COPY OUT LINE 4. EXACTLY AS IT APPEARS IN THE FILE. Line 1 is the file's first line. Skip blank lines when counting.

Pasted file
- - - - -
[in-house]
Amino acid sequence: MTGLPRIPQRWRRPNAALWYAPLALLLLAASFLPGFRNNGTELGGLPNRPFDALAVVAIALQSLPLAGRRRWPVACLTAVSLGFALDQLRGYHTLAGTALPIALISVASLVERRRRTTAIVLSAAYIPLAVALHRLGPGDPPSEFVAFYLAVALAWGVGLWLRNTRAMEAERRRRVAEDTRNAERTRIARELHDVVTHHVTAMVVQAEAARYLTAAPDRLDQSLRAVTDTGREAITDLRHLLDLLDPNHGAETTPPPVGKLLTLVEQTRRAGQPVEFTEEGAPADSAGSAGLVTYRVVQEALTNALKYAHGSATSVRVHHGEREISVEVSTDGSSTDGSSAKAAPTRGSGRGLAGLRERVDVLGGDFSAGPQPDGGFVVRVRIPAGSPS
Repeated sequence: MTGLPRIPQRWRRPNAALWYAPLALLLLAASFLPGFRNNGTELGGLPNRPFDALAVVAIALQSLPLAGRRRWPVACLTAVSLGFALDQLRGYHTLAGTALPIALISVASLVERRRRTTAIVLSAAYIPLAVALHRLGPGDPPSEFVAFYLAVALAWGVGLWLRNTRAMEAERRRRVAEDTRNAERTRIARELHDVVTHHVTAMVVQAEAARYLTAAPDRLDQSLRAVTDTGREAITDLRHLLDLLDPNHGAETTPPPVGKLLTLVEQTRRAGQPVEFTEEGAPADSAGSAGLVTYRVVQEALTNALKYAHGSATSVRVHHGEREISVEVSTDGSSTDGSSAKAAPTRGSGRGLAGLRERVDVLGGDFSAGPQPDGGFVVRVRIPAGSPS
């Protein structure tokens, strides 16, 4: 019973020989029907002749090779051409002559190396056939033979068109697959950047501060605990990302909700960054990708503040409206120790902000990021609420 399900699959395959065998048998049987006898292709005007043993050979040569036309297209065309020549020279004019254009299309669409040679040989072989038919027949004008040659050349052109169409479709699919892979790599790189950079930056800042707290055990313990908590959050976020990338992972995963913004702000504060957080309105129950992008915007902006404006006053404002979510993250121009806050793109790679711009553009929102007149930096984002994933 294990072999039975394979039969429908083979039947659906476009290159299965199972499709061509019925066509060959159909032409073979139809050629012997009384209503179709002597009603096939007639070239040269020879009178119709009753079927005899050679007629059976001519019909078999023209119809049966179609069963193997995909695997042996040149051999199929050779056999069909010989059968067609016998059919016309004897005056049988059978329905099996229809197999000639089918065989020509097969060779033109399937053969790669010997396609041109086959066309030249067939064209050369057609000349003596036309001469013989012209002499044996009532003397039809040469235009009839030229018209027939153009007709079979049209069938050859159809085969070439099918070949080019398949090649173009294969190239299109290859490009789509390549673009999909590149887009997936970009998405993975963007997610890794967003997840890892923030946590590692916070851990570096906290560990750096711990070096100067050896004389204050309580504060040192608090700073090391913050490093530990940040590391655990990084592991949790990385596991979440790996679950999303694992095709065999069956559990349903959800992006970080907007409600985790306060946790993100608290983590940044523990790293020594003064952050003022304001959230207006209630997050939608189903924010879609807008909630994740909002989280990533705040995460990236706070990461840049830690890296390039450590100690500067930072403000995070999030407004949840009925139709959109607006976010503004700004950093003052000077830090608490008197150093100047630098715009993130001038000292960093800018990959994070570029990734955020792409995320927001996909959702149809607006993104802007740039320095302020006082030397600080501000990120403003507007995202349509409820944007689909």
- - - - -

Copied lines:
């Protein structure tokens, strides 16, 4: 019973020989029907002749090779051409002559190396056939033979068109697959950047501060605990990302909700960054990708503040409206120790902000990021609420 399900699959395959065998048998049987006898292709005007043993050979040569036309297209065309020549020279004019254009299309669409040679040989072989038919027949004008040659050349052109169409479709699919892979790599790189950079930056800042707290055990313990908590959050976020990338992972995963913004702000504060957080309105129950992008915007902006404006006053404002979510993250121009806050793109790679711009553009929102007149930096984002994933 294990072999039975394979039969429908083979039947659906476009290159299965199972499709061509019925066509060959159909032409073979139809050629012997009384209503179709002597009603096939007639070239040269020879009178119709009753079927005899050679007629059976001519019909078999023209119809049966179609069963193997995909695997042996040149051999199929050779056999069909010989059968067609016998059919016309004897005056049988059978329905099996229809197999000639089918065989020509097969060779033109399937053969790669010997396609041109086959066309030249067939064209050369057609000349003596036309001469013989012209002499044996009532003397039809040469235009009839030229018209027939153009007709079979049209069938050859159809085969070439099918070949080019398949090649173009294969190239299109290859490009789509390549673009999909590149887009997936970009998405993975963007997610890794967003997840890892923030946590590692916070851990570096906290560990750096711990070096100067050896004389204050309580504060040192608090700073090391913050490093530990940040590391655990990084592991949790990385596991979440790996679950999303694992095709065999069956559990349903959800992006970080907007409600985790306060946790993100608290983590940044523990790293020594003064952050003022304001959230207006209630997050939608189903924010879609807008909630994740909002989280990533705040995460990236706070990461840049830690890296390039450590100690500067930072403000995070999030407004949840009925139709959109607006976010503004700004950093003052000077830090608490008197150093100047630098715009993130001038000292960093800018990959994070570029990734955020792409995320927001996909959702149809607006993104802007740039320095302020006082030397600080501000990120403003507007995202349509409820944007689909």